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NS1.2 Add, subtract, multiply, and divide rational numbers (integers, fractions, and terminating decimals) and take positive rational numbers to whole-number powers. AF1.3 Simplify numerical expressions by applying properties of rational numbers (e.g. identity, inverse, distributive, associative, commutative) and justify the process used. California Standards

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**Two numbers whose product is 1 are multiplicative inverses, or reciprocals.**

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A division problem can always be rewritten as a multiplication problem by using the reciprocal of the divisor.

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**Additional Example 1A: Dividing Fractions**

Divide. Write the answer in simplest form. 5 11 1 2 ÷ 5 11 ÷ 1 2 5 11 • 2 1 = Multiply by the reciprocal. 5 11 • 2 1 = No common factors. 10 11 = Simplest form

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**Additional Example 1B: Dividing Fractions**

Divide. Write the answer in simplest form. 3 8 2 ÷ 2 3 8 ÷ 2 = 19 8 2 1 ÷ Write as an improper fraction. = 19 8 1 2 Multiply by the reciprocal. 19 • 1 8 • 2 = No common factors 19 16 = 3 16 = 1

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**÷ 28 45 Divide. Write the answer in simplest form. 7 15 3 4 7 15 ÷ 3 4**

Check It Out! Example1A Divide. Write the answer in simplest form. 7 15 3 4 ÷ 7 15 ÷ 3 4 7 15 • 4 3 = Multiply by the reciprocal. 7 • 4 15 • 3 = No common factors 28 45 = Simplest form

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**4 ÷ 3 ÷ ÷ 3 4 1 Divide. Write the answer in simplest form.**

Check It Out! Example1B Divide. Write the answer in simplest form. 2 5 4 ÷ 3 = 22 5 3 1 ÷ Write as an improper fraction. 2 5 ÷ 3 4 = 22 5 1 3 Multiply by the reciprocal. 22 • 1 5 • 3 = No common factors 7 15 = or 1 22 15

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When dividing a decimal by a decimal, multiply both numbers by a power of 10 so you can divide by a whole number. To decide which power of 10 to multiply by, look at the denominator. The number of decimal places represents the number of zeros after the 1 in the power of 10. 1.32 0.4 1.32 0.4 10 13.2 4 = = 1 decimal place 1 zero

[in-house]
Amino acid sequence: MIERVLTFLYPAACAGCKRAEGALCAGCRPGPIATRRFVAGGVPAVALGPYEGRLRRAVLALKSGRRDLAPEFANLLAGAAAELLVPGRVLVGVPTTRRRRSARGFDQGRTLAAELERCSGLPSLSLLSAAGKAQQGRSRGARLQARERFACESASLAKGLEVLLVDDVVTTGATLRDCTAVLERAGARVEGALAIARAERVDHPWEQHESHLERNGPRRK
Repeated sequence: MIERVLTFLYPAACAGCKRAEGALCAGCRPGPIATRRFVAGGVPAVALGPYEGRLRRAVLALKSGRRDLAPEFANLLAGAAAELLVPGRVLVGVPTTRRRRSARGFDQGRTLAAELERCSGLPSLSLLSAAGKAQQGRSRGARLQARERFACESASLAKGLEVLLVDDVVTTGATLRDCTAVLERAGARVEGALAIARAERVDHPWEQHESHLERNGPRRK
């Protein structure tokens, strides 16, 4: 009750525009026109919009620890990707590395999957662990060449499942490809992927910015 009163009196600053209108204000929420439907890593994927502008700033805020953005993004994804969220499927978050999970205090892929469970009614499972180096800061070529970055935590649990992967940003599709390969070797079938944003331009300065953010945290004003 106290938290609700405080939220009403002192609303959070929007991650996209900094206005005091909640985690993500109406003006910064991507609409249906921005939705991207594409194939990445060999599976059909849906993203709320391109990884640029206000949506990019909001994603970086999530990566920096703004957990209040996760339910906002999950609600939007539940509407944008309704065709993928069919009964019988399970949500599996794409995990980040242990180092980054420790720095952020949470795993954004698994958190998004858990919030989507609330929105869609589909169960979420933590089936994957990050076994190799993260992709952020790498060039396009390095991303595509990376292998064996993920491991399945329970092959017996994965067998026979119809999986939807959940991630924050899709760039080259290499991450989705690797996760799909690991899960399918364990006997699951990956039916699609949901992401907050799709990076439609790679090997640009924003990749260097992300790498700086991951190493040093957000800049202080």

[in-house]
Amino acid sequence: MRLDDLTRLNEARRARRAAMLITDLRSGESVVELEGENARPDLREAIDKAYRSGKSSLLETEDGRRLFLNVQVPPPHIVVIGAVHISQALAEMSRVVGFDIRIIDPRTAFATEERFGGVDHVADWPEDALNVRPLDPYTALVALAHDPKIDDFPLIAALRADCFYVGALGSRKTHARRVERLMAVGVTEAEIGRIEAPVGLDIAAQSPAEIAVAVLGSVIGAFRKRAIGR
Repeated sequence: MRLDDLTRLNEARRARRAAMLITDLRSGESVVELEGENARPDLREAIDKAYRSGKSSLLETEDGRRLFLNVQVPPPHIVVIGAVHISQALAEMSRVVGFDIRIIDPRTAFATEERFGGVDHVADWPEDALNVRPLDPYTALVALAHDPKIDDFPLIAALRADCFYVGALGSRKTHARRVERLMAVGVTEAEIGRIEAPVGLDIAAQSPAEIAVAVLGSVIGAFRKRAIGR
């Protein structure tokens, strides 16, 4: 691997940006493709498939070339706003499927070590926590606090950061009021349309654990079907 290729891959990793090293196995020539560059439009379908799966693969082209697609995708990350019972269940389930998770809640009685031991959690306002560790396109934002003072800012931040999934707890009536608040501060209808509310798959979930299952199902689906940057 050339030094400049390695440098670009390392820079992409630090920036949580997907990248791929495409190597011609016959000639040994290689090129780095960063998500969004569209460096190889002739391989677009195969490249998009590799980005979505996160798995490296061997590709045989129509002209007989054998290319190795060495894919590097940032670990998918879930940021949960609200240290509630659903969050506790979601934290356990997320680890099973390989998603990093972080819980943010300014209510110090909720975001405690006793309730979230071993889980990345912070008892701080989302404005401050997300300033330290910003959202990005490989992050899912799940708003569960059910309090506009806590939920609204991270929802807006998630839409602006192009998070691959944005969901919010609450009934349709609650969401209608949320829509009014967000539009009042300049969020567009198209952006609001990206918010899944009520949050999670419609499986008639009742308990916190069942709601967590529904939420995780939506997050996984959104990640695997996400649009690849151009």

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**Additional Example 2: Dividing Decimals**

Find ÷ Estimate the reasonableness of your answer. 0.24 )0.384 0.24 has two decimal places so multiple both numbers by 100 to make the divisor an integer. 1 .6 24 )38.4 Then divide as a whole number. - 24 0.384 ÷ 0.24 = 1.6 Estimate: 40 ÷ 20 = 2 14 4 – 144 The answer is reasonable.

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**Find 0.65 ÷ 0.25. Estimate the reasonableness of your answer.**

Check It Out! Example 2 Find 0.65 ÷ Estimate the reasonableness of your answer. 0.25 )0.65 0.25 has two decimal places so multiple both numbers by 100 to make the divisor an integer. 2 .6 25 )65.0 Then divide as a whole number. - 50 15 – n 0 The answer is reasonable. 0.65 ÷ 0.25 = 2.6 Estimate: 60 ÷ 20 = 3

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**Additional Example 3: Evaluating Expressions with Rational Numbers**

Evaluate the expression for the given value of the variable. 5.25 for n = 0.15 n 5.25 n 0.15 = Substitute 0.15 for n. 0.15 has two decimal places, so multiply both numbers by 100 to make the divisor an integer. 0.15 )5.25 35 15 )525 When n = 0.15, = 35. 5.25 n - 525

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**3.60 for n = 0.12 n 3.60 = Substitute 0.12 for n. n 0.12**

Check It Out! Example 3 Evaluate the expression for the given value of the variable. 3.60 for n = 0.12 n 3.60 n 0.12 = Substitute 0.12 for n. 0.12 has two decimal places, so multiply both numbers by 100 to make the divisor an integer. 0.12 )3.60 30 12 )360 When n = 0.12, = 30. 3.60 n - 360

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**Understand the Problem**

Additional Example 4: Problem Solving Application 1 2 A muffin recipe calls for cup of oats. You have cup of oats. How many batches of muffins can you bake using all of the oats you have? 3 4 1 Understand the Problem The number of batches of muffins you can bake is the number of batches using the oats that you have. List the important information: The amount of oats is cup. One batch of muffins calls for cup of oats. 12 34

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**Additional Example 4 Continued**

2 Make a Plan Set up an equation.

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**Additional Example 4 Continued**

Solve 3 Let n = number of batches. 12 34 = n ÷ 34 21 = n • 64 , or 1 = n 12 You can bake 1 batches of the muffins. 12

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**Additional Example 4 Continued**

Look Back 4 One cup of oats would make two batches so 1 is a reasonable answer. 12

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